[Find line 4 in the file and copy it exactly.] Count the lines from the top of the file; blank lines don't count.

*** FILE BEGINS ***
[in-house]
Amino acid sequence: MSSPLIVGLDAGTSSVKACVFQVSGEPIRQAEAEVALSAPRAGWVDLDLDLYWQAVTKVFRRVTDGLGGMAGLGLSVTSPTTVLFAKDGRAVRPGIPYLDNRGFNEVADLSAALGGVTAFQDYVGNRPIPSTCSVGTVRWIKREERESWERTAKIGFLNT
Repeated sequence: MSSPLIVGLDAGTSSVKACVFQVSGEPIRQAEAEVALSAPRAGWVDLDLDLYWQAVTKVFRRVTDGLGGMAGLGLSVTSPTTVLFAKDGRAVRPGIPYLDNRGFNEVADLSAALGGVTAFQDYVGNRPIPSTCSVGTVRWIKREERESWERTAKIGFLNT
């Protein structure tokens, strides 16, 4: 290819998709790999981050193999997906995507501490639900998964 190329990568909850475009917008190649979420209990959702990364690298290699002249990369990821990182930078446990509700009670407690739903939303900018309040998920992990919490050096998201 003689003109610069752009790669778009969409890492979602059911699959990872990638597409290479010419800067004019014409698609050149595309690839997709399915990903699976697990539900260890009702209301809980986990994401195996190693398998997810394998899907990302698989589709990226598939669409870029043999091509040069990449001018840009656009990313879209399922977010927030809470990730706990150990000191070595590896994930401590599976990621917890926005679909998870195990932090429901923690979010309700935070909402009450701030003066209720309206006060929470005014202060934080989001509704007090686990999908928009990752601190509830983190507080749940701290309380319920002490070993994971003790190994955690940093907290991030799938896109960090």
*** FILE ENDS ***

């Protein structure tokens, strides 16, 4: 290819998709790999981050193999997906995507501490639900998964 190329990568909850475009917008190649979420209990959702990364690298290699002249990369990821990182930078446990509700009670407690739903939303900018309040998920992990919490050096998201 003689003109610069752009790669778009969409890492979602059911699959990872990638597409290479010419800067004019014409698609050149595309690839997709399915990903699976697990539900260890009702209301809980986990994401195996190693398998997810394998899907990302698989589709990226598939669409870029043999091509040069990449001018840009656009990313879209399922977010927030809470990730706990150990000191070595590896994930401590599976990621917890926005679909998870195990932090429901923690979010309700935070909402009450701030003066209720309206006060929470005014202060934080989001509704007090686990999908928009990752601190509830983190507080749940701290309380319920002490070993994971003790190994955690940093907290991030799938896109960090």